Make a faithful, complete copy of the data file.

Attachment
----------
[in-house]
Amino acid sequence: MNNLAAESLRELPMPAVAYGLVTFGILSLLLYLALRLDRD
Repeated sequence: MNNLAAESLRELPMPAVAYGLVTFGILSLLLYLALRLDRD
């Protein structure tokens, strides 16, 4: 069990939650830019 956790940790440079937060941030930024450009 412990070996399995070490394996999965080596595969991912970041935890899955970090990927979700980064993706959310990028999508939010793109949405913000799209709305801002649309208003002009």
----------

[in-house]
Amino acid sequence: MNNLAAESLRELPMPAVAYGLVTFGILSLLLYLALRLDRD
Repeated sequence: MNNLAAESLRELPMPAVAYGLVTFGILSLLLYLALRLDRD
């Protein structure tokens, strides 16, 4: 069990939650830019 956790940790440079937060941030930024450009 412990070996399995070490394996999965080596595969991912970041935890899955970090990927979700980064993706959310990028999508939010793109949405913000799209709305801002649309208003002009």